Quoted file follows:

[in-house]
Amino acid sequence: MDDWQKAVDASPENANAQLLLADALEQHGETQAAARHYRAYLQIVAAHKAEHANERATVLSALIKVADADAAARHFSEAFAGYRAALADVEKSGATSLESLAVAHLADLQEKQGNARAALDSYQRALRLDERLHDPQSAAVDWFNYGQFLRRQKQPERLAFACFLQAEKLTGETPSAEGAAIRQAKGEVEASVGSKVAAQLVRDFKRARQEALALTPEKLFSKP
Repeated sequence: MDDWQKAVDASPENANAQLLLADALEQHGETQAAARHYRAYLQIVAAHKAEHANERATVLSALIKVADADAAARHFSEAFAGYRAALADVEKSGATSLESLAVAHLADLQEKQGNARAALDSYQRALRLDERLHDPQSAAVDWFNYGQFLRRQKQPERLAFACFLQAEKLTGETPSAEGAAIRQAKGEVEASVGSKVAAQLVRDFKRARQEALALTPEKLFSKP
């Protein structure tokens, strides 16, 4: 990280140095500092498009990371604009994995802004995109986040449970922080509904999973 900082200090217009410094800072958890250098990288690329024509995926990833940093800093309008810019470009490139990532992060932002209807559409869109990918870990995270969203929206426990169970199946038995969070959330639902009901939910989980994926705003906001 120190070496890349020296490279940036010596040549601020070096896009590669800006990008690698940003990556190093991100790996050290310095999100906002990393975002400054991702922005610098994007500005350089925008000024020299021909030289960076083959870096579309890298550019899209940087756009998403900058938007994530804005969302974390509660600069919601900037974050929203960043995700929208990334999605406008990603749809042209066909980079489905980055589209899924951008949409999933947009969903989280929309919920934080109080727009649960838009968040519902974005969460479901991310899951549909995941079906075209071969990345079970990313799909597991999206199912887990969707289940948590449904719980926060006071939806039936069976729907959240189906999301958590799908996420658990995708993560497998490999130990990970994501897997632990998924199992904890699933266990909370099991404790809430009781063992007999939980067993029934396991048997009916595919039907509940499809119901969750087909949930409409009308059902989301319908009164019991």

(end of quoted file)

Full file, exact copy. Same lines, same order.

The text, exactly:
[in-house]
Amino acid sequence: MDDWQKAVDASPENANAQLLLADALEQHGETQAAARHYRAYLQIVAAHKAEHANERATVLSALIKVADADAAARHFSEAFAGYRAALADVEKSGATSLESLAVAHLADLQEKQGNARAALDSYQRALRLDERLHDPQSAAVDWFNYGQFLRRQKQPERLAFACFLQAEKLTGETPSAEGAAIRQAKGEVEASVGSKVAAQLVRDFKRARQEALALTPEKLFSKP
Repeated sequence: MDDWQKAVDASPENANAQLLLADALEQHGETQAAARHYRAYLQIVAAHKAEHANERATVLSALIKVADADAAARHFSEAFAGYRAALADVEKSGATSLESLAVAHLADLQEKQGNARAALDSYQRALRLDERLHDPQSAAVDWFNYGQFLRRQKQPERLAFACFLQAEKLTGETPSAEGAAIRQAKGEVEASVGSKVAAQLVRDFKRARQEALALTPEKLFSKP
């Protein structure tokens, strides 16, 4: 990280140095500092498009990371604009994995802004995109986040449970922080509904999973 900082200090217009410094800072958890250098990288690329024509995926990833940093800093309008810019470009490139990532992060932002209807559409869109990918870990995270969203929206426990169970199946038995969070959330639902009901939910989980994926705003906001 120190070496890349020296490279940036010596040549601020070096896009590669800006990008690698940003990556190093991100790996050290310095999100906002990393975002400054991702922005610098994007500005350089925008000024020299021909030289960076083959870096579309890298550019899209940087756009998403900058938007994530804005969302974390509660600069919601900037974050929203960043995700929208990334999605406008990603749809042209066909980079489905980055589209899924951008949409999933947009969903989280929309919920934080109080727009649960838009968040519902974005969460479901991310899951549909995941079906075209071969990345079970990313799909597991999206199912887990969707289940948590449904719980926060006071939806039936069976729907959240189906999301958590799908996420658990995708993560497998490999130990990970994501897997632990998924199992904890699933266990909370099991404790809430009781063992007999939980067993029934396991048997009916595919039907509940499809119901969750087909949930409409009308059902989301319908009164019991």